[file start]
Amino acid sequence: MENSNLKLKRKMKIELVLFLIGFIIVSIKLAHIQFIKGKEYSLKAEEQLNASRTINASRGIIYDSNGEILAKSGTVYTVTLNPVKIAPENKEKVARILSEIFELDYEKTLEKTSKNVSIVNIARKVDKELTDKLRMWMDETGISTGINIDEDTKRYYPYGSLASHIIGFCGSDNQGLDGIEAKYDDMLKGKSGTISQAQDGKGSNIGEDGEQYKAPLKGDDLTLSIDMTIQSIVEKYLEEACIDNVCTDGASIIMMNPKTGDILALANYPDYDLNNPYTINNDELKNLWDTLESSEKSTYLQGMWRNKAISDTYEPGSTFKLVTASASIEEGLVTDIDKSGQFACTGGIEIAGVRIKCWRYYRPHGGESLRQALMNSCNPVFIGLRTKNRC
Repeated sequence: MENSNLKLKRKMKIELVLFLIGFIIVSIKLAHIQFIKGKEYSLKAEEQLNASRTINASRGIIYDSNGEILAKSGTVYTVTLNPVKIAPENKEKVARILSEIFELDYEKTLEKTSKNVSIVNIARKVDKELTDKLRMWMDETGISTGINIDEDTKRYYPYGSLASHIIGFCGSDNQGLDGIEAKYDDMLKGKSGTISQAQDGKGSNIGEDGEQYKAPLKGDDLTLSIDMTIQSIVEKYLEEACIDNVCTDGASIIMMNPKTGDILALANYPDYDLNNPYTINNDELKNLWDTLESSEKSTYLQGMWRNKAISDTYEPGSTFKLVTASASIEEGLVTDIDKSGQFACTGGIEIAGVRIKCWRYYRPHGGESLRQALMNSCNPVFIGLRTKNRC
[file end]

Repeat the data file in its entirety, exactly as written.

Amino acid sequence: MENSNLKLKRKMKIELVLFLIGFIIVSIKLAHIQFIKGKEYSLKAEEQLNASRTINASRGIIYDSNGEILAKSGTVYTVTLNPVKIAPENKEKVARILSEIFELDYEKTLEKTSKNVSIVNIARKVDKELTDKLRMWMDETGISTGINIDEDTKRYYPYGSLASHIIGFCGSDNQGLDGIEAKYDDMLKGKSGTISQAQDGKGSNIGEDGEQYKAPLKGDDLTLSIDMTIQSIVEKYLEEACIDNVCTDGASIIMMNPKTGDILALANYPDYDLNNPYTINNDELKNLWDTLESSEKSTYLQGMWRNKAISDTYEPGSTFKLVTASASIEEGLVTDIDKSGQFACTGGIEIAGVRIKCWRYYRPHGGESLRQALMNSCNPVFIGLRTKNRC
Repeated sequence: MENSNLKLKRKMKIELVLFLIGFIIVSIKLAHIQFIKGKEYSLKAEEQLNASRTINASRGIIYDSNGEILAKSGTVYTVTLNPVKIAPENKEKVARILSEIFELDYEKTLEKTSKNVSIVNIARKVDKELTDKLRMWMDETGISTGINIDEDTKRYYPYGSLASHIIGFCGSDNQGLDGIEAKYDDMLKGKSGTISQAQDGKGSNIGEDGEQYKAPLKGDDLTLSIDMTIQSIVEKYLEEACIDNVCTDGASIIMMNPKTGDILALANYPDYDLNNPYTINNDELKNLWDTLESSEKSTYLQGMWRNKAISDTYEPGSTFKLVTASASIEEGLVTDIDKSGQFACTGGIEIAGVRIKCWRYYRPHGGESLRQALMNSCNPVFIGLRTKNRC